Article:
Tuesday, December 15, 2009


I spent a lot of time in the school library when I was in high school. I had an unreliable dial-up Internet connection at home, (boop boop boop)-boop boop boop-boop boop boop boop kshkshkshksh ptang ptang ptang kshkshkshksh, my parents wanted to avoid paying for Internet access, so we used NetZero, surfing the web with an adbar at the top of the screen for a maximum of forty hours a month. So, every morning during homeroom, I would get a hall pass and go to the library and use the computers there and check my email and play Tank Commander on Pogo.com.

My classmates enjoyed my theory about the library computers. (You must know that the computer desks in the library were quirky. They were glass and the monitor would sit underneath, so, rather than the monitor being at eye level, one had to look down through the desk at the screen.) I suggested that the glass desks with the monitors underneath, sitting in neat rows in the library, were actually an array of lasers designed to annihilate Soviet satellites. For this laser bank to be useful, of course, the library needed a hinged roof that could open to expose the laser monitors as the enemy satellites would pass overhead; this secretly hinged roof would prevent our enemies from finding our secret laser battery.

People would ask me questions about the hinges and the lasers and whether the Soviets were still active at the end of the nineties, when I was in high school, and I would contrive answers to keep the story afloat. It was a great conspiracy theory in that we all felt that it explained some things about the deviousness of our school establishment, it captured our sentiment and expressed our shared symbols and values, with the advantage that none of us actually believed the story about the hinges, and, thus, suffered none of the ill effects that accompany delusion.

I would go to the library at other times, too. The library was where you would go if your parents didn't sign the permission slip saying that you could be exposed to controversial course material. For example, my parents pulled me from health class for the unit on human reproduction and sexuality, and so I sat in the library, alone or perhaps with one classmate, and did bookwork instead.

My English teacher transcended her humanity and represented all of secular culture to me, a conservative Christian kid who had been homeschooled. People like her are the reason that devout Christian parents send their kids to Christian colleges and teach them about having a Christian worldview. One time, my teacher wanted to show The Breakfast Club, an R-rated movie, in class, during our unit on "Young Adult Literature", and Mike the Jehovah's Witness and Dave the Baptist and I sat in the library and had to read a short story about an Asian teenage boy dealing with issues of race and generational difference with his parents, and then we each had to write our own continuation of this story. We were in the honors class; the students in the next-most-prestigious English class got to watch Star Wars.

My English teacher also had us read Of Mice and Men, which supports euthanasia. Another time, she taught us about ethics. We had to consider, for example, a situation in which there are ten people in a cave, and they're trying to get out, and the fattest goes first and obstructs the opening to the cave and cannot be extracted from said opening. Would the people in the cave be justified in blowing him up with a stick of dynamite if it were necessary for their escape, supposing they would die of hunger in the cave, otherwise? We had to write essays giving our opinions on such contrived scenarios. I had been taught, in my Christian worldview education, to be wary of such lessons, because they are designed to erode belief in an absolute moral truth.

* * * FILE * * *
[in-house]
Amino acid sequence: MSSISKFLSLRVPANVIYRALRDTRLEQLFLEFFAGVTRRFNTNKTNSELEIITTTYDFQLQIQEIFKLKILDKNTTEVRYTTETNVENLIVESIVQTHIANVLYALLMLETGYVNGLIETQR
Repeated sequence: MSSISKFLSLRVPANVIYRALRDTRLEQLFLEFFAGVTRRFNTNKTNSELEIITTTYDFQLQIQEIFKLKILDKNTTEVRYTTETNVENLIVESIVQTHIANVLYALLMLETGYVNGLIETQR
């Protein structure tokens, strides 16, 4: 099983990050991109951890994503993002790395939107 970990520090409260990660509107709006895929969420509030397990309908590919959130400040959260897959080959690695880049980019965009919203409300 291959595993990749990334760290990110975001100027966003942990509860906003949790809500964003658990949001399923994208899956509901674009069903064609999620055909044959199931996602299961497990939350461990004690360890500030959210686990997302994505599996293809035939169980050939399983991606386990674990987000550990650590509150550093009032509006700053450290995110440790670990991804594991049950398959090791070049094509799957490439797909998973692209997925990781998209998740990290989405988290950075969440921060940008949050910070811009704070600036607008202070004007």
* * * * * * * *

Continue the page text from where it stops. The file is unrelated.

Basically everyone agrees that my high school's library doesn't have hinges on the roof for the anti-Soviet satellite lasers. Basically everyone agrees that water flows downhill and the earth is round and Amway is a scam. I dismiss flat-earthers out of hand; I don't even trouble with rhetoric. So many people believe so many wacky little things that it's not worth the time, generally, to investigate something that only a few people believe. Most people aren't existentially troubled by Jehovah's Witnesses because they know that the Jehovah's Witnesses are a cult and there are oodles of cults, and they can't all be right and it's not worth the effort to do a lot of research on every cult that exists to see if it might be right, so it's probably not worthwhile to investigate the beliefs of just one cult to see if that one happens to be the lucky one. I'm not saying that the majority's always right, but it's often passably close enough to being correct.

Growing up, I had many opinions that conflicted with the majority viewpoints in American culture, I was pro-life and creationist and anti-feminist. I didn't have many opinions that diverged from those of Dr James Dobson of Focus on the Family. I felt like I was part of a persecuted minority as an evangelical. The persecution was minimal, but evangelicals who take stances as extreme as mine are, indeed, a minority among Americans.

People are biased and easily swayed and duped; when we form opinions, our attitudes and desires play as much of a role as observation and reason, but I like to think that I'm better than average at observing and reasoning and being impartial. I bet you feel the same way about yourself. I bet most people do.

I'm a vegetarian, and not just to be stylish. I object to the way in which animal agriculture is conducted in America. Most people aren't vegetarians, and I think I need a good reason to justify to myself why my minority viewpoint isn't a wacky one like belief that colonic irrigation is helpful. I've looked into how animals are treated on farms, and it's bad in a handful of ways, and I think that if most people knew how we treat animals, they wouldn't eat meat, either, unless the conditions would improve. I think that most people are uninformed about the horrors of modern mass animal agriculture. The only pop culture reference to factory farms, that I can think of, is the scene in Napoleon Dynamite in which Napoleon works at moving chickens from one cage to another.

When I believe something unusual, but I know that it's because I happen to have some extra information, I can understand why people would disagree with me. As a creationist, I had trouble believing that evolution is a false but popular belief simply driven by factual errors. I knew that most biologists are evolutionists, and that they are more educated than I was. I needed a way to distrust them to be justified in disagreeing with them. I needed to believe that evolutionists believed in evolution because they were rebellious and wanted to avoid God. I needed quotes like this one by George Wald: